A Rush couple received quite the surprise on Christmas this year: their own viral video.
“The whole thing caught us by surprise,” said Bethany Choate, when she and husband Matt Heimbueger realized a dusty, modestly viewed video they posted on YouTube in 2013 came to life again and acquired millions of views in a few days.
The video is footage from a GoPro camera in waterproof casing the couple rigged to a rope and sent down their 120 foot well soon after it was dug by Barney Moravec, Inc. in 2013.
“It’s not a super sophisticated video,” Choate said. “We just rigged up a little system with a GoPro, flashlights, weights and two liter bottles for stabilization.”
There’s nothing funny or frightening about the video either — the camera doesn’t fall and there’s no jump scares — but it has struck a chord with millions.
“I think a lot of people connect with the exploratory nature of it,” Choate said. “There’s also the scientific aspect of it — what is the geology of our earth? It’s cool to see the way things change as the camera goes deeper and deeper.”
Although the couple, who both graduated from Rush-Henrietta and RIT’s imaging science program, made the video for their own curiosity (they wanted to see the limestone at 110 feet, their drilling report mentioned) Choate put it on YouTube for fun.
“I didn’t think it would have a huge appeal,” said Choate, whose father Albert Choate, of Rush, also helped make the video. “I thought maybe a few fellow nerds might find it interesting, too.”
The video went virtually undiscovered until Christmas day 2017 when a Reddit user named “Yellowslimjim” re-posted it to the popular social news discussion site with the headline: “These people put a gopro down their well to see what was down there. Pretty Mesmerizing.”
Within two days the forgotten video topped 500,000 views. It currently has more than 800,000 views on YouTube, but Choate said when you add in views from the Facebook pages of entertainment sites such as UNILAD and LADbible, it has over 11 million views total.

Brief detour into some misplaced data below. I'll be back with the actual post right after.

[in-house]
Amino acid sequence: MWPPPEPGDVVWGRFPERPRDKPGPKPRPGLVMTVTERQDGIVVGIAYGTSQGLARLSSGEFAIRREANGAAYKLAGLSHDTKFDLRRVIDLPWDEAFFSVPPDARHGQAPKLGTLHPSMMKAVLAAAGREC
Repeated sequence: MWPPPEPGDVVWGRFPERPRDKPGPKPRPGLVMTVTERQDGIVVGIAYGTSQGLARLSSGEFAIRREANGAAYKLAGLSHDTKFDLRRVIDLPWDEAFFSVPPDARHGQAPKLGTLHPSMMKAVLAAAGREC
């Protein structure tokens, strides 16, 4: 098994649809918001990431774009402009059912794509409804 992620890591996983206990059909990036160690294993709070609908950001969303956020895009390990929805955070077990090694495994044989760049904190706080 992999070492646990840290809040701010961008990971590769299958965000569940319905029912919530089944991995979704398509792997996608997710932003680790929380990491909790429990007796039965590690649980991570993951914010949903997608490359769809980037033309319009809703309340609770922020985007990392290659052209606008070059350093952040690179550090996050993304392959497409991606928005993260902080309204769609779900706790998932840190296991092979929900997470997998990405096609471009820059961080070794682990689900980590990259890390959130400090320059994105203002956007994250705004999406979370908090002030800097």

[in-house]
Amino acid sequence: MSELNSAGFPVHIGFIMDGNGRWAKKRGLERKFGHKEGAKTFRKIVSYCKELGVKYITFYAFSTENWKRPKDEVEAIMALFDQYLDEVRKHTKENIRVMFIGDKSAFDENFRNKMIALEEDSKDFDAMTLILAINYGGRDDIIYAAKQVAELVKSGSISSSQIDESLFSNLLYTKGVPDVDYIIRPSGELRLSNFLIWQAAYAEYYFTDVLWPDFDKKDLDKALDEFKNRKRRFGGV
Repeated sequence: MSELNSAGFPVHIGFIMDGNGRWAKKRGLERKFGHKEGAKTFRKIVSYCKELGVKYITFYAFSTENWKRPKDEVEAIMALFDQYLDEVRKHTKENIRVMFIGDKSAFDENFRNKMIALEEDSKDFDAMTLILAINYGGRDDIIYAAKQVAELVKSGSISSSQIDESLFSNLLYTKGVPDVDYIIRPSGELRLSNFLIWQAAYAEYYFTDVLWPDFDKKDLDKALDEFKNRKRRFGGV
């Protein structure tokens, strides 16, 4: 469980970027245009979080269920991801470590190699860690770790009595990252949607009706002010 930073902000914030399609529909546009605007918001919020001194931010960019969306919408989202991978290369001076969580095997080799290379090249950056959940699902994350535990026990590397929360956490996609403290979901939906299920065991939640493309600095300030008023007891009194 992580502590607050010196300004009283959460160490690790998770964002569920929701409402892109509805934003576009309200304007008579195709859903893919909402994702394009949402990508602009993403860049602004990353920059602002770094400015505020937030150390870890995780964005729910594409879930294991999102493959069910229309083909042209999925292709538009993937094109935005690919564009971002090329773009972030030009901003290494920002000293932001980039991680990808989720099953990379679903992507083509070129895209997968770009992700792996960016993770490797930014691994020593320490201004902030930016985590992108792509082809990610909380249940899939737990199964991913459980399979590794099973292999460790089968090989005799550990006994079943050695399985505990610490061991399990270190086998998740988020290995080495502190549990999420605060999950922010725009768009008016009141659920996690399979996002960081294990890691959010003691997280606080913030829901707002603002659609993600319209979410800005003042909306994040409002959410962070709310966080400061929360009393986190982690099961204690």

“It’s crazy and surreal the reach it’s had worldwide,” Choate said. “Most surprising to me was the number of friends I had who saw it but didn’t know it was mine.”
The couple also accepted an unsolicited offer from Storyful — an international social media intelligence and news agency headquartered in Ireland — to license the video and collect revenue.
While the Storyful contract is another unexpected piece of the video’s journey, Choate said they don’t have any plans to do anything more with the video or to make a sequel. She also notes the making of the video was not without risk and that if the camera system had dropped the well could have been contaminated.
Currently, Choate and Heimbueger are focused on making their Rush home they built themselves as “green” as possible.
Their well was dug as they were building their net zero sustainable home. A net-zero home produces enough renewable energy to meet its own annual energy consumption requirements.
Among the home’s features: geothermal heating, 48 solar panels, triple pane windows and 6-inch walls for extra insulation.
They also drive a fully electric car (the Nissan Leaf) and drink very clean (and famous) water.
Contact Caurie at email@example.com with news from west-side towns. She’s on Twitter at @CauriePutnam and on Facebook at facebook.com/WestExtra.
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